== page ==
On Friday, prices for ammonia, a nitrogen-based fertilizer, climbed by 43 percent to reach $1,625 per metric ton. This marked a new record for the index, which is nearly 30 years old. According to Bloomberg Intelligence, the jump was driven largely by a tight global supply combined with production outages.
Some producers in Europe have been forced to cut their output as a result of the rising cost of natural gas, which is used to make nitrogen fertilizers, due to the war. In addition, concerns about sanctions on Russia are weighing on the market as the country is a major low-cost shipper of crop nutrients, accounting for nearly one fifth of last year's fertilizer exports. In fact, Russia has been urging its domestic fertilizer producers to decrease their exports, which is leading to concerns about potential shortages.
All of this comes against the backdrop of soaring prices for staple crops such as corn, wheat and soybeans. Millions more people could well be plunged into hunger as the war continues in an area that is considered to be one of the world's breadbaskets. If the costs of farm inputs such as fertilizer keep rising, the price of food will continue its rapid ascension.
It is widely expected that these costs will be passed on to consumers. Iowa Attorney General Tom Miller’s office has launched an investigation into the soaring costs of fertilizer. He said: “The fertilizer increases could hit the pocketbooks of all consumers in the form of higher food prices.”
Iowa farmer Steve Swenka told the media that in his three decades of farming, he has never seen prices anywhere close to their current levels.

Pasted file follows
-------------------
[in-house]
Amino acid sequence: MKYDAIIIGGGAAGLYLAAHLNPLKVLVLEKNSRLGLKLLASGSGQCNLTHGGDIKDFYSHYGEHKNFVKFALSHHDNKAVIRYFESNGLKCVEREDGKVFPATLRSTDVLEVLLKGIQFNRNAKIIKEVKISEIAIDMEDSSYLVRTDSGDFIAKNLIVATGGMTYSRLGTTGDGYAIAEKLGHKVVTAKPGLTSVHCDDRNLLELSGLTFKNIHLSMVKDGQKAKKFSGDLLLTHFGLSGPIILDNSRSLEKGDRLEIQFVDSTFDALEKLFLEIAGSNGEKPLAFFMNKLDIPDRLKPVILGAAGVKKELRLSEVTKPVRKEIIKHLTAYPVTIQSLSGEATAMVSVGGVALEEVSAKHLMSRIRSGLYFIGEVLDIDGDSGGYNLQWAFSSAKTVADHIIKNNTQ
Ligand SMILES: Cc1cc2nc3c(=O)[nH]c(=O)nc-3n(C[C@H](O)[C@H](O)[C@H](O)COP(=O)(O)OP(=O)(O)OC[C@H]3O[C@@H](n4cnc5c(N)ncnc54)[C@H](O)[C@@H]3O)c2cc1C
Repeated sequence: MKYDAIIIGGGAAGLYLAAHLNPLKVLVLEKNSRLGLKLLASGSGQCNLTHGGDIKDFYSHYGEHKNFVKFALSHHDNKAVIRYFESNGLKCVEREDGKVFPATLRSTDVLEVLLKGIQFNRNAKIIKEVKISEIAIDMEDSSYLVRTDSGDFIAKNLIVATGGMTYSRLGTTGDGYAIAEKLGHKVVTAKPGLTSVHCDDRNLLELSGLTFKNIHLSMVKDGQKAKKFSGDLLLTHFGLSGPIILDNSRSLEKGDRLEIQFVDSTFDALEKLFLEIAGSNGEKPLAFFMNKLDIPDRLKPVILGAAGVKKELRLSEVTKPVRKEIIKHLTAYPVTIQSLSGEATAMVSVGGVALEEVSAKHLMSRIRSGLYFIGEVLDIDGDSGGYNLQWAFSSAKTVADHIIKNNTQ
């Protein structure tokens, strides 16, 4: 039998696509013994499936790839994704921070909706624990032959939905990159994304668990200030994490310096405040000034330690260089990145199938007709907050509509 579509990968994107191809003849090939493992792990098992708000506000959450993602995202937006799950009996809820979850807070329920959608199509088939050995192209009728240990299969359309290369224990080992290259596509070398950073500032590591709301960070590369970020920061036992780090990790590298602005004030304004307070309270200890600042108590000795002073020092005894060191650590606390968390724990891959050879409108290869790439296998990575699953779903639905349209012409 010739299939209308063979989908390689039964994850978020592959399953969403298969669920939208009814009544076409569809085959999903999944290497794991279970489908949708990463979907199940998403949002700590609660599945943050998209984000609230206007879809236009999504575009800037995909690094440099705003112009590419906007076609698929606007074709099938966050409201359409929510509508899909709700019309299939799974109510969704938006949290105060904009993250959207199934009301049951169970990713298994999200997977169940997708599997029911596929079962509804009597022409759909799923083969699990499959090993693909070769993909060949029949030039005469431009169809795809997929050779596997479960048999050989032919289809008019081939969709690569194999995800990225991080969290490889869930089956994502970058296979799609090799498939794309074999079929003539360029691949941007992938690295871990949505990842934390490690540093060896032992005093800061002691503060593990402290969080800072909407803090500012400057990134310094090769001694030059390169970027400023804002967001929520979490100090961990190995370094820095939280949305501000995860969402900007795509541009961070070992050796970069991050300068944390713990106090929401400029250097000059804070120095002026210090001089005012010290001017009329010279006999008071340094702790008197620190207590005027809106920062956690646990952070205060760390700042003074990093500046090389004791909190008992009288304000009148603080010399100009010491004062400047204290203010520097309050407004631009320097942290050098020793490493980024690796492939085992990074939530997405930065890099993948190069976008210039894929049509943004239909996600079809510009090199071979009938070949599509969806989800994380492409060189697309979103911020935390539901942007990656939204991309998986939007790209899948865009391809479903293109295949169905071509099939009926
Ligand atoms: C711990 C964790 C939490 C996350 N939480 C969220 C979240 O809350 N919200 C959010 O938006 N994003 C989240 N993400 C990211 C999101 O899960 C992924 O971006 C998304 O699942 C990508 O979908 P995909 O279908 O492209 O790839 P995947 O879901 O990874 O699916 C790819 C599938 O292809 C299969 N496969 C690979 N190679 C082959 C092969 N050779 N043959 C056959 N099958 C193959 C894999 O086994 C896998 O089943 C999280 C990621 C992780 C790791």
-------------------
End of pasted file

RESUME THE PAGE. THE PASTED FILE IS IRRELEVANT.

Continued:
He said: "Last year we were paying $340 a ton for nitrogen in the form of urea; this year it's a thousand."
"To balance that out and remain profitable, it's gonna affect the whole world and prices are gonna have to go up," he added. "There's just no way around that."
Many farmers have said they will be choosing soybeans over corn in response to the climbing fertilizer prices. According to MarketWatch, the prices of some types of fertilizer have risen by 127 percent this year. Because soybeans actually put nitrogen back into the ground instead of extracting it, they need far less fertilizer than corn, making them a more attractive crop to plant at times when fertilizer prices are soaring. The average farmer uses 255 pounds of fertilizer to grow corn versus just 65 pounds for soybeans.
Of course, it’s not just fertilizer costs that are causing food prices to climb. Farmers are also grappling with increasing costs for fuel, herbicide, machine parts and livestock feed. At the same time, a drought in the Midwest is adding to the challenges facing farmers there.
The UN Food and Agriculture Index shows that food prices have already reached an all-time high, and once the full effects of the fertilizer price hike are factored in, new records could well be set. And while everyone is hoping for an end to the violence in Ukraine, the fact remains that even if the war does end soon, Ukraine is struggling to carry out its spring planting as farmers are working in fields under the constant risk of shelling and many more are unable to plant at all. As a result, the country’s agriculture ministry believes sowing areas there could shrink by as much as 50 percent from last year, which will have a profound effect on the food supply.
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